Striving to maintain export momentum

Prices of export commodities in March in particular and in 2012 in general showed a decline after a sharp increase in 2011, concluded Nguyen Nam Hai, Vice Minister of Industry and Trade at a monthly meeting held yesterday by the Ministry of Industry and Trade.

This will create a negative impact on businesses, especially those   that depend on imported raw materials and equipments.

In addition, though bank interest rates have been lowered, small and medium enterprises still find it difficult to borrow.

Nguyen Nam Hai, Vice Minister of Industry and Trade also informed that  in the first quarter of 2012, the trade deficit was merely US$ 251 million, lower than during the same period in 2011 ($3.3 billion).

Meanwhile, export volumes in the first quarter of 2012 reached $24.5 billion, an increase by 23.6 per cent in comparison to the same period in 2011.

Other optimistic signs expected to raise export volumes included sufficient supplies of imported products in the market.

Several state as well as the private sector enterprises strive to maintain the export momentum (Photo: SGGP)

However the report of the Ministry of Industry and Trade pointed out that the trade surplus decreased due to drop in consumer goods and the economic recession.

It is vital to find new markets for export; and state as well as the private sector must strive to maintain the export momentum, the ministry said.

When global prices fluctuate and when global raw material prices rise and fall, these enterprises would be allowed to increase prices of their products to keep up with the inflation.

Vo Van Quyen, Head of the Department of Domestic Market under the Ministry of Industry and Trade, anticipates that inflation in April is expected to rise by a one-month rate to as much as 0.5 per cent, representing an increase over last month's very gradual increase in the consumer price index of just 0.16 per cent.

The recent increase in energy prices, including petrol, is likely to lead to inflation. Higher transport and distribution costs have already led some major retailers to increase retail prices on goods by 3 to 4 per cent in recent days, and rising healthcare costs have also fueled inflation.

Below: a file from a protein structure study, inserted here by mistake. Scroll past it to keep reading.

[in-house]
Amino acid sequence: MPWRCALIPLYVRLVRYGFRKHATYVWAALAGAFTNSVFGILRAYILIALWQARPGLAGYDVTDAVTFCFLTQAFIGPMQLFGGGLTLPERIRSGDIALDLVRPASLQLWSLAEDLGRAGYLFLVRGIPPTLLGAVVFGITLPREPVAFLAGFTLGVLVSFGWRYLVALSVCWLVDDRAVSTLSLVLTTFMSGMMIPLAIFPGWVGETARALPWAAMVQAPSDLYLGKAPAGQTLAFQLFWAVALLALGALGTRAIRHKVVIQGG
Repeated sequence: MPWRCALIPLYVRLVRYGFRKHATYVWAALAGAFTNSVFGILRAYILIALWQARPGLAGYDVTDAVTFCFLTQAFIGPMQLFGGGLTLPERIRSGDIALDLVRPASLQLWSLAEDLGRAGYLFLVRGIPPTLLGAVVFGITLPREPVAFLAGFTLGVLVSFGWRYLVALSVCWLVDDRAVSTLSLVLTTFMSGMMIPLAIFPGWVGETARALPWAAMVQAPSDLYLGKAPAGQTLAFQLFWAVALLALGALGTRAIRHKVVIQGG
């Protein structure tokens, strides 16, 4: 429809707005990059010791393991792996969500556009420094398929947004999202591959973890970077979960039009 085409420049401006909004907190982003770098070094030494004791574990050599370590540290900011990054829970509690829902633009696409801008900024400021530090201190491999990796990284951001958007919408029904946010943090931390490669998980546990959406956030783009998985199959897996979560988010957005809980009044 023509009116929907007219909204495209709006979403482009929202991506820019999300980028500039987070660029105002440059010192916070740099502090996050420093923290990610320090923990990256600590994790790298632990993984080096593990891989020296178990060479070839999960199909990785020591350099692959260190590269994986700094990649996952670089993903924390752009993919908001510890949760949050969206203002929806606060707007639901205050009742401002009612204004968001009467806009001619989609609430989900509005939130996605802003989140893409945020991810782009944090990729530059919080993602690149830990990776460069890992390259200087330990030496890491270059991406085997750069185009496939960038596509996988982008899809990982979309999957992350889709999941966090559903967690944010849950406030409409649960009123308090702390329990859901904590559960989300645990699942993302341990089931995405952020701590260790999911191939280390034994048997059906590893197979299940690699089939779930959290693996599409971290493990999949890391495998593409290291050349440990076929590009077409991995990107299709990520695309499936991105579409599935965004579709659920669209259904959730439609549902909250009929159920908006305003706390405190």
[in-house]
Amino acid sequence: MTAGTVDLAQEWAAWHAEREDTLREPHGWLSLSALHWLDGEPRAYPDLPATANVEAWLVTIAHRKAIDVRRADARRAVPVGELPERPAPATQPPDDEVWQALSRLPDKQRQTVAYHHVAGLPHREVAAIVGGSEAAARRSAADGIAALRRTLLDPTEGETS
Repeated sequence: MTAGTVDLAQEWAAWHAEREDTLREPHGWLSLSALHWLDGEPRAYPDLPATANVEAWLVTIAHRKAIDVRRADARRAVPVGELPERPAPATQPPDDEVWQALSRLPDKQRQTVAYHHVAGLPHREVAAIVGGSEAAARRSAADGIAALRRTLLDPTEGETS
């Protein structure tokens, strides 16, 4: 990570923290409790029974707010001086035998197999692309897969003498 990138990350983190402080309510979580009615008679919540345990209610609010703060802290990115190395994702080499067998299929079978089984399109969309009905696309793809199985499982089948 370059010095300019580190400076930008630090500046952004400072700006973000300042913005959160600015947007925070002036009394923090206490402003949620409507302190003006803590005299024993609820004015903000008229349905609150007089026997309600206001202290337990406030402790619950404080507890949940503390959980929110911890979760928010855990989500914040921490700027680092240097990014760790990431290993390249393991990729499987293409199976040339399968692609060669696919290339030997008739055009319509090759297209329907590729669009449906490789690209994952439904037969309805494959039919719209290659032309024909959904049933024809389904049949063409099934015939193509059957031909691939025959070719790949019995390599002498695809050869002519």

Only a declining trend in gas prices worldwide has allowed domestic cooking gas distributors to plan price reductions of an estimated 16 per cent this month.

At the Government monthly meeting last Saturday, the Ministry of Finance reaffirmed that goods subject to State price control or required by the State for public purposes or national programmes, would continue to be closely monitored between now and the end of the year.

Prices of other consumer products, including agricultural and food products, would continue to be set by the market, with all price control systems to be lifted gradually, according to the ministry.

Electricity rates would only be allowed to increase slightly and would not be adjusted to reflect disparities between domestic and foreign currencies or the power industries accumulated losses in 2010, the ministry said. Coal prices would also be adjusted to the equivalent of 90 per cent of the price for comparable types of coal for export.

Costs of healthcare, education and other public services would be allowed to increase according to market forces in order to ensure that providers remain solvent and provide high-quality services, the ministry said.

Source SGGP - Translated by Dan

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